30 October 2009
CHECK AGAINST DELIVERY
Thank you Premier Campbell for your kind introduction. Greetings to John Furlong – Chief Executive Officer of the Vancouver Organizing Committee; to Canada’s minister for sport, Gary Lunn; to mayors Robertson, Melamed and Fortin. And a special welcome to Lieutenant-Governor Point; to the respected Aboriginal leaders and to the many other distinguished guests joining us today. Last but certainly not least ladies and gentlemen, good morning to all of you!
What a great pleasure it is to be here with you today as we kickoff the 2010 Winter Olympic Torch Relay. This run is a chance for Canadians from all every part of our great nation to share in the excitement as we count down to Opening Day. Already, you can feel the energy in the air.
Now today is the beginning of a very big party for Canada, but this is not just a Canadian celebration. Indeed, three billion pairs of eyes around the world will soon turn their gaze right here to Canada. This is our chance to showcase our home and native land in all its glory. Yes, ladies and gentlemen, Canada’s Games are another chance for us to remind the world that we are the True North, Strong and Free!
Over the course of the next 106 days, all of Canada is set to bask in the Olympic glow, as the flame visits communities from coast to coast to coast. The route stretches all the way from Vancouver Island to Newfoundland. The flame will travel by dogsled, by Haida canoe and by rowboat, by sea plane and skateboard – it will even do a stretch in a logging truck.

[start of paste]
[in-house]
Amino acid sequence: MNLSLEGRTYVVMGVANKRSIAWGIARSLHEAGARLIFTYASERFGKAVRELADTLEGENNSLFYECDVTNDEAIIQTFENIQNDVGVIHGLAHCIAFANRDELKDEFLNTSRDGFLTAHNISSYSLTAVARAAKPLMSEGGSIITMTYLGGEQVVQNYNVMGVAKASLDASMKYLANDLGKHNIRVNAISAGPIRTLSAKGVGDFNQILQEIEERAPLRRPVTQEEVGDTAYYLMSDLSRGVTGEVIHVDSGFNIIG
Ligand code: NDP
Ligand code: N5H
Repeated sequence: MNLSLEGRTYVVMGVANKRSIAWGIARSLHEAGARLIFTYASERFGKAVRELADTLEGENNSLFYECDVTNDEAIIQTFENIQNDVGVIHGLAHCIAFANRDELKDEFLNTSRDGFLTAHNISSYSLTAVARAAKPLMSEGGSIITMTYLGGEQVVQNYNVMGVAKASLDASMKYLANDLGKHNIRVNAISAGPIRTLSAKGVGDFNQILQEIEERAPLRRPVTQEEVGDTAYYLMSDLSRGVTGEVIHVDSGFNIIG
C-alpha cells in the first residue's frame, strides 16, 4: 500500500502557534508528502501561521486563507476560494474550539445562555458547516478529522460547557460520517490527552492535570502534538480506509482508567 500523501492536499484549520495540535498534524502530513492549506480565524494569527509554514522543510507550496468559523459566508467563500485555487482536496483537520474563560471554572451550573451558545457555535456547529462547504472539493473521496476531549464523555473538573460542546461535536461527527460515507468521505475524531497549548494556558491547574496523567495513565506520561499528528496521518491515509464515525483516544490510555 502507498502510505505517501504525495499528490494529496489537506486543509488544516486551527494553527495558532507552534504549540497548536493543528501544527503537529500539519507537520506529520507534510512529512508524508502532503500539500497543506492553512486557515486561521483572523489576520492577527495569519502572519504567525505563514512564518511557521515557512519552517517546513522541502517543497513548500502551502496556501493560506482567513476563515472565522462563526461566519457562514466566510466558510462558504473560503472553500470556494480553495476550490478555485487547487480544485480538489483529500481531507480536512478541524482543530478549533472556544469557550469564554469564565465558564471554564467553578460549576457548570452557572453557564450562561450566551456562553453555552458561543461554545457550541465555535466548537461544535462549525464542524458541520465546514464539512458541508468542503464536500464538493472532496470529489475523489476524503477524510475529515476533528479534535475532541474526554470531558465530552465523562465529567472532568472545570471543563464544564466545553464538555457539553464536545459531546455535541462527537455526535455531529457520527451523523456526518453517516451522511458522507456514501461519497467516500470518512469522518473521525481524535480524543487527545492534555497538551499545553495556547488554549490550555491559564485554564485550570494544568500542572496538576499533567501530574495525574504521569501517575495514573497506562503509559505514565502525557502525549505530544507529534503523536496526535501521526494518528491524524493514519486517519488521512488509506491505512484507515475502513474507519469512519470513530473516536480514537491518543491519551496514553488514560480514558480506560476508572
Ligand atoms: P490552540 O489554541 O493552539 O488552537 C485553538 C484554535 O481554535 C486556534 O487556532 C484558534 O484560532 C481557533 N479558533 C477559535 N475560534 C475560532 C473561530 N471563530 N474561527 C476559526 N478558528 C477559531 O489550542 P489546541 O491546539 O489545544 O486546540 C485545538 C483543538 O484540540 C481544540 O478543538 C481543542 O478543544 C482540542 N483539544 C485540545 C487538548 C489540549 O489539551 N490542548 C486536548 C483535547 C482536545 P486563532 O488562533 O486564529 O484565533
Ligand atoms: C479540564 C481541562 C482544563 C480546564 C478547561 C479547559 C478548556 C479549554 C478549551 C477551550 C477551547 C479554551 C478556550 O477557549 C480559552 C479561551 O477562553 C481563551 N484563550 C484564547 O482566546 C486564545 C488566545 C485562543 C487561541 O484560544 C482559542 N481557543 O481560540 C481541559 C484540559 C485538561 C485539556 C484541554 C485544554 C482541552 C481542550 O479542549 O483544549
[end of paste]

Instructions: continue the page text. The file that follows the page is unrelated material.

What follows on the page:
And, even before our athletes hit the medal podiums, Canada is already breaking Olympic records: not only is the run we are kicking off today going to be the longest torch relay within a single country in Olympic history, when it arrives in Alert, Nunavut – the Northernmost tip of our Canadian territory – the Olympic flame will officially have journeyed farther north than it’s ever been before!
Twelve thousand lucky torchbearers have been chosen to carry the flame on its 45,000 km journey. And, along the way, all Canadians can share in their Olympic stories. Like the tale Manitoba torchbearer Neil Harbun likes to tell, of how his mother Debra gave birth to him just two days before she carried the torch herself in the ’88 run. Or the story of Paul-Henri Bergeron – a young man of only 83 years – who is training as we speak to represent Saguenay and Quebec as bearer of the 2010 Olympic torch. And, of course, there’s torchbearer Barbara Burns, who again will be carrying the flame for Nova Scotia, just as she did over 20 years ago during the Calgary Games relay.
Canada, we have so many stories to share, and so much to celebrate: we have one of the strongest Winter Olympic teams in the world. At every Winter Olympic Games since Calgary we have increased our medal count. And I have no doubt that our Olympians and Paralympians will build on that legacy in Vancouver and Whistler, and make it Canada’s Golden Moment!
Thank you very much.
GO CANADA GO!